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I want to find all anchor elements which have the href attribute equals to value 'a', 'b' or 'c'

So far what I have done is:

values = ['a','b','c']
anchors = page.css('a')

anchors.each do |anchor|
  if values.include? anchor.attribute('href').value
    p "found it"
  end
end

Is there any way I can directly select those anchors without having to go through each of them later on?

share|improve this question
    
Do you mean after you find them with the loop you show you want to save them for later access? –  lurker Oct 8 '13 at 21:11
    
I am trying to find out a way that would let me do this: page.css('a').where(a['href'].includes?...) If you know what I mean... –  Hommer Smith Oct 8 '13 at 21:13
    
Try anchor_set = anchors.find { |anchor| values.include? anchor } –  lurker Oct 8 '13 at 21:24

2 Answers 2

up vote 0 down vote accepted

With Nokogiri, you can always use xpath:

<!doctype html>
<html lang="en">
<head></head>
<body>
  This is <a href="http://b.com">a link</a>
  This is <a href="http://a.com">another link</a>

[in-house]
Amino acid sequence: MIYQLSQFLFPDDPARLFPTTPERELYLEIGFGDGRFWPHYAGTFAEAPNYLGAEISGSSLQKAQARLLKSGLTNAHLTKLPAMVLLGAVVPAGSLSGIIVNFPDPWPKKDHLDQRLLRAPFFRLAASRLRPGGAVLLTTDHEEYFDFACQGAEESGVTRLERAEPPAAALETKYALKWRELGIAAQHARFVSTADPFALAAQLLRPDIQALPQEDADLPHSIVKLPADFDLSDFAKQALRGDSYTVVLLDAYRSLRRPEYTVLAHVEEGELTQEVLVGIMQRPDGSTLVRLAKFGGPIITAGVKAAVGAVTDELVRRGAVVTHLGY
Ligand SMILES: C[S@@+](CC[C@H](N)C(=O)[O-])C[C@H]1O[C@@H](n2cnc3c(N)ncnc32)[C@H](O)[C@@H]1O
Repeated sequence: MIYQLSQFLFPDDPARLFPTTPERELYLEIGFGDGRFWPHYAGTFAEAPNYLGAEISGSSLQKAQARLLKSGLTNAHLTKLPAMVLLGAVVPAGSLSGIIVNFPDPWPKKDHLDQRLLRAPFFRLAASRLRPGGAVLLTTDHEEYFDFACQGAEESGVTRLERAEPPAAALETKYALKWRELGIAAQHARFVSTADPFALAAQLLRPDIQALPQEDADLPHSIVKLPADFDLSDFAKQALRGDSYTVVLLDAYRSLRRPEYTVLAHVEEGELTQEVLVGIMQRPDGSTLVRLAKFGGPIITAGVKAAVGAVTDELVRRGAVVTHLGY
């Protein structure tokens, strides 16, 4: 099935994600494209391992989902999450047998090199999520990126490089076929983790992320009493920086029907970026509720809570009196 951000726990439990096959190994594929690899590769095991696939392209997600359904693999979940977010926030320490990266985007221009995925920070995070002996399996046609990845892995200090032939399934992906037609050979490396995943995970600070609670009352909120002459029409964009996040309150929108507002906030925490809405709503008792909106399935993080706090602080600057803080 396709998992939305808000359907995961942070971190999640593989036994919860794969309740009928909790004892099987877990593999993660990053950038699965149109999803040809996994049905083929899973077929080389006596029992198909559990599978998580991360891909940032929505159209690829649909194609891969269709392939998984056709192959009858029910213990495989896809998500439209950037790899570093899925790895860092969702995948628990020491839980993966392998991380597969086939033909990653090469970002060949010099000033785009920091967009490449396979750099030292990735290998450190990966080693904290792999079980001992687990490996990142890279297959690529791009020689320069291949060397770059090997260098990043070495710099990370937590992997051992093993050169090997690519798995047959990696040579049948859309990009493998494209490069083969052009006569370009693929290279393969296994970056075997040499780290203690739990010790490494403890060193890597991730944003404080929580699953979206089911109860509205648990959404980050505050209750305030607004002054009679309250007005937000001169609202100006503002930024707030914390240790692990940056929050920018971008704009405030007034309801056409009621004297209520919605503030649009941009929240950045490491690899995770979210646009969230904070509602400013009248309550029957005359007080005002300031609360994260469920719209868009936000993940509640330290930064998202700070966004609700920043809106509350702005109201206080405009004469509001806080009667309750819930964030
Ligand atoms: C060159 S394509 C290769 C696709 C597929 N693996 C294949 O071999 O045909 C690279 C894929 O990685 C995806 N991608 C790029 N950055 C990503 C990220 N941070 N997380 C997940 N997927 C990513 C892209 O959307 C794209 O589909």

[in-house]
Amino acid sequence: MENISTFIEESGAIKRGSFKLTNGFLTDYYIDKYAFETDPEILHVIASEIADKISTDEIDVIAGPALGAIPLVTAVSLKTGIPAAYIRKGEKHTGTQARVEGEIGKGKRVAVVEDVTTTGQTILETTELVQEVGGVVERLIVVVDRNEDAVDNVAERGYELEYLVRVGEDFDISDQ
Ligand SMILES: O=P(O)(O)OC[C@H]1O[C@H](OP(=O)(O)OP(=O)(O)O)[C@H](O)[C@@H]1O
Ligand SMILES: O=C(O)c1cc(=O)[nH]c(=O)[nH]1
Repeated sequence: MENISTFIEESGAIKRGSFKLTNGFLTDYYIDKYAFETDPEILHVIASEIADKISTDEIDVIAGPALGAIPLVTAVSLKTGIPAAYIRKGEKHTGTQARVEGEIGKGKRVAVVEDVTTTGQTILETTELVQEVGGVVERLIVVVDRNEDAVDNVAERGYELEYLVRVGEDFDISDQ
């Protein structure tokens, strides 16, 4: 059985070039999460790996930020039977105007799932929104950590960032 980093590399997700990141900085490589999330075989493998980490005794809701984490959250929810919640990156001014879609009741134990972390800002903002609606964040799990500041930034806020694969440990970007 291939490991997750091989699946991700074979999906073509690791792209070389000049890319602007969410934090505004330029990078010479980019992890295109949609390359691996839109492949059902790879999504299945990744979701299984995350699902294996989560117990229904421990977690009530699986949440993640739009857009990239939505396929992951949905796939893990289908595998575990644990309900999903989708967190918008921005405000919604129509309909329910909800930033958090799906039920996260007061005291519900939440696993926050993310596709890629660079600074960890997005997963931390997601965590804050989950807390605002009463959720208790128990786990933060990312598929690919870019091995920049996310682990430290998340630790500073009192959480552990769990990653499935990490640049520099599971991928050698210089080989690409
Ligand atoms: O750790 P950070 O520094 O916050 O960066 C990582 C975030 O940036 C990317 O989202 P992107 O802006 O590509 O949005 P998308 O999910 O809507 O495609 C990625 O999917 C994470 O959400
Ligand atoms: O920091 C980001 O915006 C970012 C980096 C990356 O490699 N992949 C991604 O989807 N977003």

</body>
</html>


noko_page.xpath("//a[@href='http://a.com' or @href= 'http://b.com']")



=> [#<Nokogiri::XML::Element:0x3fc9360be368 name="a" attributes=[#<Nokogiri::XML::Attr:0x3fc9360bdcd8 name="href" value="http://b.com">] children=[#<Nokogiri::XML::Text:0x3fc93618e93c "a link">]>, #<Nokogiri::XML::Element:0x3fc93618dc08 name="a" attributes=[#<Nokogiri::XML::Attr:0x3fc93618d71c name="href" value="http://a.com">] children=[#<Nokogiri::XML::Text:0x3fc93618fd78 "another link">]>]
share|improve this answer

CSS allows us to request multiple different selectors:

require 'nokogiri'

html = <<EOT
<html>
  <body>
    <a href="a">a link</a>
    <a href="x">x link</a>
    <a href="b">b link</a>
    <a href="y">y link</a>
    <a href="c">c link</a>
  </body>  
</html>
EOT

doc = Nokogiri::HTML(html)
doc.search('*[href="a"], *[href="b"], *[href="c"]').each { |n| p n.to_html }

Running that returns:

"<a href=\"a\">a link</a>"
"<a href=\"b\">b link</a>"
"<a href=\"c\">c link</a>"
share|improve this answer
    
Very nice! Perhaps if I knew more CSS selectors, I wouldn't have to learn XPath ;) –  Zando Oct 9 '13 at 14:18
    
CSS are more readable and quite powerful. I believe XPath is more comprehensive than CSS but they serve different purposes in their real-world uses; Nokogiri is using them to search DOMs, so using CSS is a convenience, whereas using XPath would be an expectation for a Nokogiri-type tool. Still, knowing CSS is a good thing; You'd use it extensively with HTML and styling pages, plus jQuery uses it, and that's probably the most common JavaScript library. –  the Tin Man Oct 9 '13 at 15:42

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